This year the HIW organizing team has put together an exciting schedule of events throughout the month of March 2022. Read more about our weekly events and follow the links to register. These events are free and open to everyone!
A Reading and Discussion with Kateri Akiwenzie-Damm and Dallas Hunt on (Re)Generation: The Poetry of Kateri Akiwenzie-Damm
Join us for a reading and conversation with Kateri Akiwenzie-Damm and Dallas Hunt presenting on Akiwenzie-Damm’s recently released poetry anthology, (Re)Generation: The Poetry of Kateri Akiwenzie-Damm, edited with an introduction by Hunt. Kateri Akiwenzie-Damm is a profoundly influential figure in Indigenous literature, founding Kegedonce Press. Kegedonce has published and been supporting Indigenous authors, illustrators, editors, and designers since 1993. Akiwenzie-Damm’s own writing, both critical and creative, is similarly path-clearing, throwing into relief the nuances and complexities of Indigenous erotica and inviting Indigenous conversation on a global scale (well before global Indigenous literatures was an established part of the field. Akiwenzie-Damm’s latest collection,
(Re)Generation, edited with an introduction by Cree poet and scholar, Dallas Hunt, contains selected poetry exploring a range of issues: from violence against Indigenous women and lands to Indigenous erotica and the joyous intimate encounters between bodies. The introduction by Hunt locates her work within the field of Indigenous literature and meditates on her influence on the field of Indigenous erotica.
Hunt and Akiwenzie-Damm will join David Gaertner in conversation about their collaboration and some of the themes that stretch across Akiwenzie-Damm’s distinguished career as a poet, publisher, and cultural worker. Resilience, love, sexuality, anger, and Indigenous brilliance are just some of the themes that will resonate throughout this event.
Date: March 7, 2022
Time: 11:00am – 12:00pm (PT)
Kateri Akiwenzie-Damm is a member of the Saugeen Ojibway Nation, Chippewas of Nawash Unceded First Nation, on the Saugeen Peninsula in Ontario. Kateri is a poet, writer, spoken word artist, Indigenous arts advocate, publisher, and educator. She is an Assistant Professor at the University of Toronto Scarborough, teaching creative writing, Indigenous literatures, and oral traditions in the English Department. More…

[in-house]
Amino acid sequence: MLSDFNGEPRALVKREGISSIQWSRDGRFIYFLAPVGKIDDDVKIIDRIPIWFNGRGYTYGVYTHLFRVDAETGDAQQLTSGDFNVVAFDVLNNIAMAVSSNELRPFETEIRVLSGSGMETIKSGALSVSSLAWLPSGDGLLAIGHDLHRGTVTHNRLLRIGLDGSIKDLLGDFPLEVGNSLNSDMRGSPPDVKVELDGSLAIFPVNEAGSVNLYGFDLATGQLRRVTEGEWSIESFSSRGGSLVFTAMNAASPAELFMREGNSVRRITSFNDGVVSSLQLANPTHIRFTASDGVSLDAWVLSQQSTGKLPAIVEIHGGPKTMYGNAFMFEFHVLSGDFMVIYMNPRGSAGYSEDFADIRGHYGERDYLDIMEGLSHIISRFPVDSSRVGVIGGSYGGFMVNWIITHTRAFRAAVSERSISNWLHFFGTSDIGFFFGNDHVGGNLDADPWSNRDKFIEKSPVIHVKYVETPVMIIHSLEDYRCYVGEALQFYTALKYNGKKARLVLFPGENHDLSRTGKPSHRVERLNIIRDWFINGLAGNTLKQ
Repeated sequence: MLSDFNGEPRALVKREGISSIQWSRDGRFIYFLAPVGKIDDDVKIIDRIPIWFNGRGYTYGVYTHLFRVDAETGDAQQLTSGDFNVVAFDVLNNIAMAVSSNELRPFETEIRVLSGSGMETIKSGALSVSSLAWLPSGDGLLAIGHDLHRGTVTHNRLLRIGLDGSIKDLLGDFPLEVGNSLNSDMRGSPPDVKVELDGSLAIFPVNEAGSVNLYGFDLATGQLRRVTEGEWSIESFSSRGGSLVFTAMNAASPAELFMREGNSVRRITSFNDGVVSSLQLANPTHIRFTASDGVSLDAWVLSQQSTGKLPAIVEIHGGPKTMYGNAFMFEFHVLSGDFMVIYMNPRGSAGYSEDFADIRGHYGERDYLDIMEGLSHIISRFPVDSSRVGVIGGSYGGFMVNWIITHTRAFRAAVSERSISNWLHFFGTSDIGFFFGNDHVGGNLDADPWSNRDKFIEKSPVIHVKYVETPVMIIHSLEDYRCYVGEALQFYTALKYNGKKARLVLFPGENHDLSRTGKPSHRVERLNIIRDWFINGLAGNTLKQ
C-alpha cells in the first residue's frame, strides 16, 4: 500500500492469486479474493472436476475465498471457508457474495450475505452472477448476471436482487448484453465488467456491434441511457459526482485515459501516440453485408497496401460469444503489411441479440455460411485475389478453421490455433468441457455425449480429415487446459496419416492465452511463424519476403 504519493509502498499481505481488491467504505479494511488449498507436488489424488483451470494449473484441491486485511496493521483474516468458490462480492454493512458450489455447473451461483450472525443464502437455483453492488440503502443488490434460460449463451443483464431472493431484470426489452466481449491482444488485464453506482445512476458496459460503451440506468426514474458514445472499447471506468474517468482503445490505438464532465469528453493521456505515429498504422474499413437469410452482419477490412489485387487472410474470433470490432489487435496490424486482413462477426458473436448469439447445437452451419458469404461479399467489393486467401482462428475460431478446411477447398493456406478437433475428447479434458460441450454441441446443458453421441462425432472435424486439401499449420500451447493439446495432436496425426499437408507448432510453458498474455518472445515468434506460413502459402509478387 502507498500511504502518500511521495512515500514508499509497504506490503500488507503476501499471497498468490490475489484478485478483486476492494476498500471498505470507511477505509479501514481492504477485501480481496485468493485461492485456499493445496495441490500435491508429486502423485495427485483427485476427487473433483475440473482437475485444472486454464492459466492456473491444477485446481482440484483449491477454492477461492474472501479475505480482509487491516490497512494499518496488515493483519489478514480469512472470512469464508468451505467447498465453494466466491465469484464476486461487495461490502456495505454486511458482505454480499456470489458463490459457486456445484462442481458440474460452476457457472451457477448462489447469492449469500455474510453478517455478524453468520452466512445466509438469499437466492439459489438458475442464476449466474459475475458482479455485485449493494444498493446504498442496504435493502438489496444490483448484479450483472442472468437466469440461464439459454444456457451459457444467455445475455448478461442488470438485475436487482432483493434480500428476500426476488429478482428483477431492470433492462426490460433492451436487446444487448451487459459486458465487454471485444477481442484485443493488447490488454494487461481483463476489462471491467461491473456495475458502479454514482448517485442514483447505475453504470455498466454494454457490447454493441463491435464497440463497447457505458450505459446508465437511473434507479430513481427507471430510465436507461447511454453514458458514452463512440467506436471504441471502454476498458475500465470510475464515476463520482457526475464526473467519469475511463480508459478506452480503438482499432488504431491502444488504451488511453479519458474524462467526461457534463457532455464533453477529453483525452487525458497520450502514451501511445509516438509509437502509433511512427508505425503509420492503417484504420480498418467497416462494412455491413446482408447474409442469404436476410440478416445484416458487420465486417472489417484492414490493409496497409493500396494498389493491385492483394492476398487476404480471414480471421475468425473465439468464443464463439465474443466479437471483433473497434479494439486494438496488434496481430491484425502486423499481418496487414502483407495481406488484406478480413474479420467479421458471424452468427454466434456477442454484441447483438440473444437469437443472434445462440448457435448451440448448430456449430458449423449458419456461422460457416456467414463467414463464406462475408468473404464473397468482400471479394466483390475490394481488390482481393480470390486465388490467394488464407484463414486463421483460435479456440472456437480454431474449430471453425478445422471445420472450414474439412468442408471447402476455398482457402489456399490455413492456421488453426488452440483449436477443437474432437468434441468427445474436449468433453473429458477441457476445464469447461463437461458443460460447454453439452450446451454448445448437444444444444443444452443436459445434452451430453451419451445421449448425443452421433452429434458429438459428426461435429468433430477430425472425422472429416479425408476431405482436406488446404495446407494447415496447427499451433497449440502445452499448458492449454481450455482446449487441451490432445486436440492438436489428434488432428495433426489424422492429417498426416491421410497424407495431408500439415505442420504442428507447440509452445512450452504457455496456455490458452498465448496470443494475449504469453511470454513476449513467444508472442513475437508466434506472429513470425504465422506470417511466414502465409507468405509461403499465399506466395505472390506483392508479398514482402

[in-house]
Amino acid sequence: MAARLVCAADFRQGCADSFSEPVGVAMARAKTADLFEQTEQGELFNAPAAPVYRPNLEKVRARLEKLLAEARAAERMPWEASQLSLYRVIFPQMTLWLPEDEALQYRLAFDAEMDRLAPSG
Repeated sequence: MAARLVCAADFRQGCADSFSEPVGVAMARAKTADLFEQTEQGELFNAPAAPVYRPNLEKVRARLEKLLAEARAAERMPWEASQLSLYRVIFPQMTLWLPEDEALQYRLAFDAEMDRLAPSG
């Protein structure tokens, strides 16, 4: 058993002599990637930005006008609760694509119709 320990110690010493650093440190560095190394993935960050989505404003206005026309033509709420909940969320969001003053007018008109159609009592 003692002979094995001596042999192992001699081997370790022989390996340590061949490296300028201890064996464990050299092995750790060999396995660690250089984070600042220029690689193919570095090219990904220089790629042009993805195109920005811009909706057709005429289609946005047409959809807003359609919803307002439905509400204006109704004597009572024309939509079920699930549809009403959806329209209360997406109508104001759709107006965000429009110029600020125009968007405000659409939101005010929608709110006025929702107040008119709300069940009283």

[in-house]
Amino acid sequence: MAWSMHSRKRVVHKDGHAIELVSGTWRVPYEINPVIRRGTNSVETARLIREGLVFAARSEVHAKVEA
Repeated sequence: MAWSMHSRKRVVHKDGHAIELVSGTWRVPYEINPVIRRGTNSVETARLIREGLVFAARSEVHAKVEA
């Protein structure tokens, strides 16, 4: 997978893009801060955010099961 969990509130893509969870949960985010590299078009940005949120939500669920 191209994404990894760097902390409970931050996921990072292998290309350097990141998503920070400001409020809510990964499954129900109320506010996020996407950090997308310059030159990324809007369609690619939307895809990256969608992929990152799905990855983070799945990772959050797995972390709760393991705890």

Dallas Hunt is Cree and a member of Wapsewsipi (Swan River First Nation) in Treaty Eight territory in northern Alberta. He has had creative work published in Contemporary Verse 2, Prairie Fire, PRISM international and Arc Poetry. His first children’s book, Awâsis and the World-famous Bannock, was published through Highwater Press in 2018. His new book, CREELAND, is out through Nightwood Editions. Hunt is an assistant professor of Indigenous literatures at the University of British Columbia.
Reading with Joshua Whitehead
Join us for a special reading with award-winning author Joshua Whitehead.
Joshua Whitehead is a Two-Spirit, Oji-Cree member of Peguis First Nation (Treaty 1). He is the author of full-metal indigiqueer (Talonbooks 2017), Jonny Appleseed (Arsenal Pulp 2018), the forthcoming Making Love with the Land (Knopf 2022), and is the editor of Love After the End: An Anthology of Two-Spirit and Indigiqueer Speculative Fiction. Currently, Whitehead is an Assistant Professor at the University of Calgary where he is housed in both the English and International Indigenous Studies Departments.
This event will be moderated by Daniel Heath Justice. A Colorado-born Canadian citizen of the Cherokee Nation/ ᏣᎳᎩᎯ ᎠᏰᎵ, Justice received his B.A. from the University of Northern Colorado and his M.A. and Ph.D. from the University of Nebraska-Lincoln. His book Why Indigenous Literatures Matter is a literary manifesto about the way Indigenous writing works in the world. You can read more about Daniel Heath Justice and his work here.
This event is organized by the University of Calgary as a part of the Honouring Indigenous Writers event series.
Date: Thursday, March 15, 2022
Reading with Kim Senklip Harvey
Join us on Wednesday, March 16th from 6:00 pm – 7:00 pm (PT) for an author reading with Kim Senklip Harvey, who will be reading from her story, Kamloopa: An Indigenous Matriarch Story.
Date: Wednesday, March 16th
Time: 6:00-7:00pm (PT)
Thanks to generous funding from the Public Humanities Hub Okanagan, there are a limited number of free copies of Kim Senklip Harvey’s book, Kamloopa: An Indigenous Matriarch Story, available for Indigenous students at UBC Okanagan who would like to attend the event. To pick up a book from Indigenous Programs and Services, please contact Naim Cardinal at email@example.com.
Kim Senklip Harvey is a proud Syilx and Tsilhqot’in director, writer and actor who is known for her ability to craft stories that inspire, nourish and delight. In 2018, her play Kamloopa: An Indigenous Matriarch Story had a three-city world premiere and won the 2019 Jessie Richardson Award for Significant Artistic Achievement, Best Production and the Sydney J. Risk Prize for Outstanding Original Play. Kim and the Fire Company were also the recipients of the 2020 Governor General Awards for Drama. Kim is currently developing 3 tv series and working on her first book of prose, she has her Masters in Creative Writing and is currently getting her PhD in Law. Harvey believes that storytelling is the most compelling medium to move us to a place where everyone is provided the opportunity to live peacefully. A self proclaimed dirtbag, her favorite pastimes include eating microwaved hotdogs and urban hiking alley’s.